Future or Failure: Why We Should Abolish the SAT and ACT

By: Miranda Knowles

Universities across the nation have begun to make standardized testing an optional choice to submit for college admission. Why? The Covid Pandemic. This way, the application process remains fair for everyone during these unprecedented times. As students all across the country chose not to submit their test scores, many have begun to question why standardized tests exist at all. Is this really an accurate way to measure a student’s academic abilities?

Although the College Board and ACT are designed to measure a student’s skills, several factors prevent the ACT and SAT from being a fair process, ultimately contributing to the inequality of standardized testing.

One factor is that 16-20% of students face test anxiety. Although a student may be able to receive a good test score under relaxing conditions, they may do significantly worse with the added pressure of finishing in a limited amount of time. Coming from personal experience, I remember the uneasiness I felt before taking my SAT and ACT tests. I fell out of balance with my typical routine before these tests, which caused me even more anxiety. Consequently, I felt tired as I took the test, putting so much pressure on myself to succeed. After all, if I bombed this test, how would I get into my dream school? How would I get any scholarships? Like many students, I amounted my self-worth to the scores I received on my tests.

Another issue is that the presence of economic biases hinders these tests from being fair. With the SAT costing $55 and the ACT costing $60, some families may be only able to afford to take the test once. Some, not at all. Meanwhile, more privileged students have the resources to take these tests multiple times. Although both organizations offer financial aid, many do not qualify for this assistance, yet still need help financially. This means that even if two students had identical capabilities, one taking the test once and one taking the test multiple times, they may score very differently.

I took the SAT once and the ACT 4 times (1 ACT test was free, provided by my school). In total, my parents spent $235 on these tests alone. When reporting my scores for college applications, I only submitted my ACT test because I felt this was my strong suit. So, I took the ACT repeatedly in hopes of receiving a better score. After my first ACT, I received a 24. After wanting a higher score, I decided to take it again and received a 25. On my third test, administered by my school, I received a 26. In hopes of getting my score even higher for more scholarship opportunities, I took the test one final time. To my surprise, I ended up receiving a 29. Had I only taken the ACT once, I would have a 24 on this test, but because I had the resources to achieve a higher score on this test, via retesting measures, I did significantly better.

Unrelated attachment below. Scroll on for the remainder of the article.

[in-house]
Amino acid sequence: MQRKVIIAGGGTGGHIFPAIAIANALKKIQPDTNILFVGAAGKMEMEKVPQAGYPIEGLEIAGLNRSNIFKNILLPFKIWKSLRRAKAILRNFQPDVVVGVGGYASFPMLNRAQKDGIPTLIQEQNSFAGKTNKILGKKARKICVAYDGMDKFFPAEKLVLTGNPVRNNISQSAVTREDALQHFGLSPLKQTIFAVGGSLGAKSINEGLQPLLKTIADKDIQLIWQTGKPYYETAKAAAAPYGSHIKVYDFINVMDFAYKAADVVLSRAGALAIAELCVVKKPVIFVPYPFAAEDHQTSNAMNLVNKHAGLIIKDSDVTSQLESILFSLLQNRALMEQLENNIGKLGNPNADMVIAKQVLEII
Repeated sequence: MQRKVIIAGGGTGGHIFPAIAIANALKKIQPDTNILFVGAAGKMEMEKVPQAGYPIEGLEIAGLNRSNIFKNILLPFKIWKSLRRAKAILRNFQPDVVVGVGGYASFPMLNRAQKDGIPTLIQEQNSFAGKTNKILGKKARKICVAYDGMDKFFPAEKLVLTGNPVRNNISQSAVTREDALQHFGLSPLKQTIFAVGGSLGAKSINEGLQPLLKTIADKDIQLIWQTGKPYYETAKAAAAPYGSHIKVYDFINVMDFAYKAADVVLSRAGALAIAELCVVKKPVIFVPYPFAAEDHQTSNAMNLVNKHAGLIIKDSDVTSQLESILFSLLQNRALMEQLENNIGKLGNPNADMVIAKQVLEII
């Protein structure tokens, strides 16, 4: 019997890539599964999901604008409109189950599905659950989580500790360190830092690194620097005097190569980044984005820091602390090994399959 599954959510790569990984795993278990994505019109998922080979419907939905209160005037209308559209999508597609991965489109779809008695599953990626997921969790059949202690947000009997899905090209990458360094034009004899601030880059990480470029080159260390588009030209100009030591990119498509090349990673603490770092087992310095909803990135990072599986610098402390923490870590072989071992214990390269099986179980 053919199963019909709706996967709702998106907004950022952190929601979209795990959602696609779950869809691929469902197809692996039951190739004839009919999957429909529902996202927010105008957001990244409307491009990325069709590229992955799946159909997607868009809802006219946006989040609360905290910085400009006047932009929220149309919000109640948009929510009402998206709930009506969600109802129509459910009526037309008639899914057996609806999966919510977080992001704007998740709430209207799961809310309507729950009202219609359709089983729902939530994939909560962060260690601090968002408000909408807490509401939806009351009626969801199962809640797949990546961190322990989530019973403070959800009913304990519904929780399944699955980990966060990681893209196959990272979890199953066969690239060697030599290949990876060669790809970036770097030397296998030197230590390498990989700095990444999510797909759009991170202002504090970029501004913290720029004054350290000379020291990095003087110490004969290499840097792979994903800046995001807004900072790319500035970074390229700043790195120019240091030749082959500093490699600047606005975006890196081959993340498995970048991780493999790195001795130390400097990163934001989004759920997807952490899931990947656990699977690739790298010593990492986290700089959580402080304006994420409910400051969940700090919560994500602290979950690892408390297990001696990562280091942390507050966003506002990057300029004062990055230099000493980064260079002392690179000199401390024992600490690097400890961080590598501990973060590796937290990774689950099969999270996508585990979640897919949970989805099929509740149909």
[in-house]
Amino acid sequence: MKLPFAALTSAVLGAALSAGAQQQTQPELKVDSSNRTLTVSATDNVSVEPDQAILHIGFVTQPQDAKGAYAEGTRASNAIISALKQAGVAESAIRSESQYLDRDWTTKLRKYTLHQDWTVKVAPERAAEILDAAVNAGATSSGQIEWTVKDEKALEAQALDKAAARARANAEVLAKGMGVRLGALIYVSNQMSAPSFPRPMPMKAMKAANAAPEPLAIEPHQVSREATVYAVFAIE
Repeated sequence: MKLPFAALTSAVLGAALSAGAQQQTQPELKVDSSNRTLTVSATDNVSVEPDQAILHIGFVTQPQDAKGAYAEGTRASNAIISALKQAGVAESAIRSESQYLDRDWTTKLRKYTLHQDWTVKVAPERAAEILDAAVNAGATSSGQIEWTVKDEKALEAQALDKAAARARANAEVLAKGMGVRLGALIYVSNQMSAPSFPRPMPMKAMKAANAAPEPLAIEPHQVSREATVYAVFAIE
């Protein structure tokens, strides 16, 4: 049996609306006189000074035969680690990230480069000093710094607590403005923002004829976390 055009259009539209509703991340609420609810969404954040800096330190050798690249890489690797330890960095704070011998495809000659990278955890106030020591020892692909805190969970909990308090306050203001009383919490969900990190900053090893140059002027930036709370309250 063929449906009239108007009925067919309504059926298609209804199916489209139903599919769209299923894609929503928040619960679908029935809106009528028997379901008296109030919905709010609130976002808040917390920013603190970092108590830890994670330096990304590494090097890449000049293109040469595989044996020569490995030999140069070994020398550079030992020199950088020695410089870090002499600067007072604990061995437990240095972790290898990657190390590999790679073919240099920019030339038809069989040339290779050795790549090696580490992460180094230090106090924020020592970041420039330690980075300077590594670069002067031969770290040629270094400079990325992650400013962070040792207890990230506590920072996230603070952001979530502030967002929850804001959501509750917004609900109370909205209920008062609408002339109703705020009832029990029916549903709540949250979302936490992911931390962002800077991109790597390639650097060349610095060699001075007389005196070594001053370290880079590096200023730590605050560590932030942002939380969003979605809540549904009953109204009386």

Not only was I able to afford to take multiple tests, but like many other privileged students, I took an SAT/ACT preparation course to improve my scores. After my parents spent $500, I managed to improve my scores each time I took the ACT. Many students do not have access to the same resources that I used to improve my ACT score. Therefore, how are these tests considered accurate measurements of a student’s abilities? This gives privileged students a greater advantage in the college admission process.

Neurodivergent students are also challenged when it comes to standardized testing. Although there are testing accommodations that the SAT and ACT make for students who need them, this process must begin months in advance before their upcoming test. To receive accommodations for a standardized test in the fall semester of junior year, the process to receive accommodations needs to begin during the spring of sophomore year. Because this process offers little guidance, students may not receive accommodations for their tests. Even if they do get accommodations, they still may score poorly on these tests because it does not accurately measure their capabilities. This can be disheartening for the students that think differently from what the ACT and SAT are testing.

The only way to solve this problem is to abolish the SAT and ACT tests. Colleges should focus on one’s essays, GPA, extracurricular activities, and recommendations. These qualities make up a student and give admissions committees a more holistic view of the student when deciding whether they are a good fit for their college. Students taking these tests come from numerous different backgrounds. If this hinders many of them from achieving their goals, then why do standardized tests still exist if they only create a larger gap in our society?


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